Food Allergies

Food allergies are an adverse reactions to a food triggered by the immune system. These reactions are expressed by certain symptoms which can vary from mild to fatal. Symptoms manifest on the skin (rashes, hives, and eczema), in the digestive system (oral allergy syndrome, abdominal cramps, indigestion, diarrhea, nausea and vomiting), and in the respiratory system (asthma or allergic rhinitis). Anaphylaxis occurs in severe cases. Most common foods causing allergies are: milk, eggs, wheat, soy, Peanuts, nuts, fish, and shellfish.
Most common medical treatments include bronchodilators such as epinephrine (given for severe allergic reactions); antihistamines such as diphenhydramine (Benadryl); and corticosteroids, a cream/ointment which reduces swelling and various symptoms of allergic skin reactions.
Still, like in all allergy cases, avoidance of allergen, in this case food causing allergies, is the most effective treatment.

List of Food Allergies Treatments:

Feingold Diet etc. (Avoiding Food Additives)

The Feingold diet is based on the theory that certain foods and food additives should be eliminated from an individual’s diet to improve overall health and behavioral patterns as well as their learning abilities.  Continue reading…


Diagnostic Test: IgG ELISA/EIA Food Allergy Test

The typical food allergy is a reaction to certain foods that produce a Type I allergic reaction involving IgE (Immunoglobulin E) antibodies with immediate onset of the symptoms minutes after ingesting the food.  Continue reading…


Zantac (Ranitidine)

To prevent the ulcers in the stomach and the intestines, ranitidine, a type of Histamine-2 antagonist, is prescribed.  Histamine-2 antagonists are drugs that hinder the production of acid in the stomach and reducing the chances of causing ulcers.  Continue reading…


EpiPen (Epinephrine (Adrenaline))

Adrenaline (epinephrine) is a natural hormone released in times of stress, during exercise, and in response to low blood sugar.  It conditions the body to be prepared for strenuous activity or life-threatening situations.  Continue reading…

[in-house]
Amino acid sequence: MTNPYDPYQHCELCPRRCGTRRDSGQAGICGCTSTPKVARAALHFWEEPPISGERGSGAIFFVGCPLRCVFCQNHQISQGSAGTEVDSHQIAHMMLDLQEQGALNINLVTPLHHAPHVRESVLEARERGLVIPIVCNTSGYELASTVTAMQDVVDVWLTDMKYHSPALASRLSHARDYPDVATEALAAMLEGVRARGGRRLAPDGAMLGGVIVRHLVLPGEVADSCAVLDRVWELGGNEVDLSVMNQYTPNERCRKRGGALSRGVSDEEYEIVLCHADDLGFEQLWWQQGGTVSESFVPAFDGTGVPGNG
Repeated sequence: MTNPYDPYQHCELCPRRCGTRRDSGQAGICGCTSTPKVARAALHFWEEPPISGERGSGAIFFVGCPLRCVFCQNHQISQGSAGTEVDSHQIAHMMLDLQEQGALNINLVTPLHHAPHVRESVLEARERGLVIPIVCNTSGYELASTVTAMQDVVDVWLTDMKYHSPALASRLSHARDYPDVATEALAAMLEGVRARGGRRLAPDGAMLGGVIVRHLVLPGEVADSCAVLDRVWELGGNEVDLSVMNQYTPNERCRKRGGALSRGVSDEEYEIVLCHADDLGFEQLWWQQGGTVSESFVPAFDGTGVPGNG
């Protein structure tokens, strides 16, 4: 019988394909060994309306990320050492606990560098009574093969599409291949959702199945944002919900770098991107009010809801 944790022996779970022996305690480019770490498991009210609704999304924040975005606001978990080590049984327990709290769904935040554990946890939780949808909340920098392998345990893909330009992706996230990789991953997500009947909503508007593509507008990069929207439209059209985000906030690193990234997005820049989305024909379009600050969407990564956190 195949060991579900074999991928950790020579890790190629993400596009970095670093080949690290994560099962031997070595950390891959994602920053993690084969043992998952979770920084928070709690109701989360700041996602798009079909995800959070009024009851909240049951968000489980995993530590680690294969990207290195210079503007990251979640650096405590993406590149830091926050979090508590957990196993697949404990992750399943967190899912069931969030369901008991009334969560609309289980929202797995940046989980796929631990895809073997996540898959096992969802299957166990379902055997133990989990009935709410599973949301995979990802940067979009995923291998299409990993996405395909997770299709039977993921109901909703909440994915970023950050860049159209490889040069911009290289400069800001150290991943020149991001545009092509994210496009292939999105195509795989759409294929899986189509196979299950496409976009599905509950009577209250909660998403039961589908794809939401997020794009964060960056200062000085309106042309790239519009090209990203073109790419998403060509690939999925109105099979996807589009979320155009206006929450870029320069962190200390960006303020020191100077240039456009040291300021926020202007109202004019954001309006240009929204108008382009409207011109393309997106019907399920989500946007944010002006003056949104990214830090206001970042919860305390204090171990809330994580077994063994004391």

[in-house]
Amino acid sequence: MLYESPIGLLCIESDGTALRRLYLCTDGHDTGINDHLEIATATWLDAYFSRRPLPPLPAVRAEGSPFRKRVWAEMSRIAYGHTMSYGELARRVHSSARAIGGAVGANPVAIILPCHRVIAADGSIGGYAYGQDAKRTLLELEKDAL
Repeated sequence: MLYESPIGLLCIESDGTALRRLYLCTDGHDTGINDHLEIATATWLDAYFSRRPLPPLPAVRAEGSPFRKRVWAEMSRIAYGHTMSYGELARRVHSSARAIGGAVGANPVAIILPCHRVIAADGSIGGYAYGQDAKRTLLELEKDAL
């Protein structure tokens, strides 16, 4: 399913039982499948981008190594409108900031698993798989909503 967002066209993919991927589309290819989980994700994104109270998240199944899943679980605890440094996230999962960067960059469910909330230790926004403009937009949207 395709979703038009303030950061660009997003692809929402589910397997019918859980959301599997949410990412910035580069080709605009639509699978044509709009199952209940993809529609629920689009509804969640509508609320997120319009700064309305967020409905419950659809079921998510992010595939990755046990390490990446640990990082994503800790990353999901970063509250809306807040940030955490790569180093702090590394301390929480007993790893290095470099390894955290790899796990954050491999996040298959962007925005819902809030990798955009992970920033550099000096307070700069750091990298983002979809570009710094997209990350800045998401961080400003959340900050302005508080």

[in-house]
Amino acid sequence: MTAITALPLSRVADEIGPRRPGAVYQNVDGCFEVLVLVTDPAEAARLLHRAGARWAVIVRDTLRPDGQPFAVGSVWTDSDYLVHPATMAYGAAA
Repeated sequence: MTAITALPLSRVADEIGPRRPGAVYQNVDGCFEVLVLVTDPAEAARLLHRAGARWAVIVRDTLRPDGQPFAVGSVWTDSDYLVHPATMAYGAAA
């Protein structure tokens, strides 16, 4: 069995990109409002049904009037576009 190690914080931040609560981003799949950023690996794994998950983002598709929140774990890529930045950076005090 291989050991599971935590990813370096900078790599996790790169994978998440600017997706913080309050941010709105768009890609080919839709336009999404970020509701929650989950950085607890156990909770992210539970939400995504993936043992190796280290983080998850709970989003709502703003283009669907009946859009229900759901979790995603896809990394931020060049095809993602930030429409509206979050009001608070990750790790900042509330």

Astelin (Azelastine)

Astelin (Azelastine) is a steroid-free anihistamine nasal spray that provides relief for sneezing, sniffling, congestion, itchy, runny nose, and postnasal drip due to seasonal allergens.  Azelastine is designed to be used twice a day with each dosage providing 12-hour relief.  Continue reading…


Singulair (Montelukast)

Singulair is a prescription medicine approved for control of asthma and allergies.  It can safely be used by adults and children as young as 2 years old for treatment of outdoor allergies, and for children as young as 6 months old for treatment of indoor allergies.  Continue reading…


Allegra (Fexofenadine)

Allegra (Fexofenadine) is a second generation, minimally sedating antihistamine that produced fewer side effects than the first generation antihistamines (diphenhydramine and brompheniramine).  They are less sedating and are not known to cause dizziness or impairment of the cognitive function.  Continue reading…


Rotation Diet

A rotation diet is sometimes recommended to prevent some individuals from developing new allergies as a result of eating the same foods regularly.  The idea is to vary the kinds of foods eaten on a regular basis to reduce the exposure to a potential allergen, hopefully preventing the development of new allergies.  Continue reading…


Benadryl etc. (Diphenhydramine)

Diphenhydramine is an antihistamine that has a sedative effect used in treating allergic reactions.  It works by blocking the effect of histamine at h1 receptor sites and reduce the muscle contractions, thus reducing the onset of allergic symptoms.  Continue reading…


Avoidance Diet

Undiagnosed food allergies are believed to cause many common health complaints and diseases.  The only way to identify someone’s food sensitivities is by letting them undergo an allergy avoidance diet.  Continue reading…


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